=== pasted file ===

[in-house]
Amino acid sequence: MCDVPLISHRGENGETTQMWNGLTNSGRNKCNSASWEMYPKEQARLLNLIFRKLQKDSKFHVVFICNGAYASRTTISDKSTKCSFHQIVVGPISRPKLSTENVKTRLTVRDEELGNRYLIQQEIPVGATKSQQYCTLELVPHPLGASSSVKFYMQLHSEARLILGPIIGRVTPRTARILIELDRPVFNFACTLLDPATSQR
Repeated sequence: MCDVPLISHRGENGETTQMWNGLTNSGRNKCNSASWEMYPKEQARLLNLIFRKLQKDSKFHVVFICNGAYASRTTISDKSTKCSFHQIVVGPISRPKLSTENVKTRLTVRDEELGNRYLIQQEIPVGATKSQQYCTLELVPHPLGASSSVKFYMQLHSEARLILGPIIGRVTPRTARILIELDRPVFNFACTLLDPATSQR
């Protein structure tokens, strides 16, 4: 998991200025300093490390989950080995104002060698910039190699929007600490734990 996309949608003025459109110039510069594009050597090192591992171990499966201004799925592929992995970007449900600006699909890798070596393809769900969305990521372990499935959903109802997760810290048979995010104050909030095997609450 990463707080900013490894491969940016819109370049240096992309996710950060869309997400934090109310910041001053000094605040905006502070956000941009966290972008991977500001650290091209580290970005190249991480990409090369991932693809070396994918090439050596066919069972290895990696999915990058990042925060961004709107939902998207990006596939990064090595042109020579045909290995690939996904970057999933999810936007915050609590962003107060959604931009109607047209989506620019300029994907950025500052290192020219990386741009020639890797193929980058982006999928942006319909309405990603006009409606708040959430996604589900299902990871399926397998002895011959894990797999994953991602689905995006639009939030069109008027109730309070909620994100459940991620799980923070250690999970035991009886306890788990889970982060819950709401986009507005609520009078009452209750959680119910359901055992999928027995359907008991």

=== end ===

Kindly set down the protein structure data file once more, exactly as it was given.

[in-house]
Amino acid sequence: MCDVPLISHRGENGETTQMWNGLTNSGRNKCNSASWEMYPKEQARLLNLIFRKLQKDSKFHVVFICNGAYASRTTISDKSTKCSFHQIVVGPISRPKLSTENVKTRLTVRDEELGNRYLIQQEIPVGATKSQQYCTLELVPHPLGASSSVKFYMQLHSEARLILGPIIGRVTPRTARILIELDRPVFNFACTLLDPATSQR
Repeated sequence: MCDVPLISHRGENGETTQMWNGLTNSGRNKCNSASWEMYPKEQARLLNLIFRKLQKDSKFHVVFICNGAYASRTTISDKSTKCSFHQIVVGPISRPKLSTENVKTRLTVRDEELGNRYLIQQEIPVGATKSQQYCTLELVPHPLGASSSVKFYMQLHSEARLILGPIIGRVTPRTARILIELDRPVFNFACTLLDPATSQR
């Protein structure tokens, strides 16, 4: 998991200025300093490390989950080995104002060698910039190699929007600490734990 996309949608003025459109110039510069594009050597090192591992171990499966201004799925592929992995970007449900600006699909890798070596393809769900969305990521372990499935959903109802997760810290048979995010104050909030095997609450 990463707080900013490894491969940016819109370049240096992309996710950060869309997400934090109310910041001053000094605040905006502070956000941009966290972008991977500001650290091209580290970005190249991480990409090369991932693809070396994918090439050596066919069972290895990696999915990058990042925060961004709107939902998207990006596939990064090595042109020579045909290995690939996904970057999933999810936007915050609590962003107060959604931009109607047209989506620019300029994907950025500052290192020219990386741009020639890797193929980058982006999928942006319909309405990603006009409606708040959430996604589900299902990871399926397998002895011959894990797999994953991602689905995006639009939030069109008027109730309070909620994100459940991620799980923070250690999970035991009886306890788990889970982060819950709401986009507005609520009078009452209750959680119910359901055992999928027995359907008991």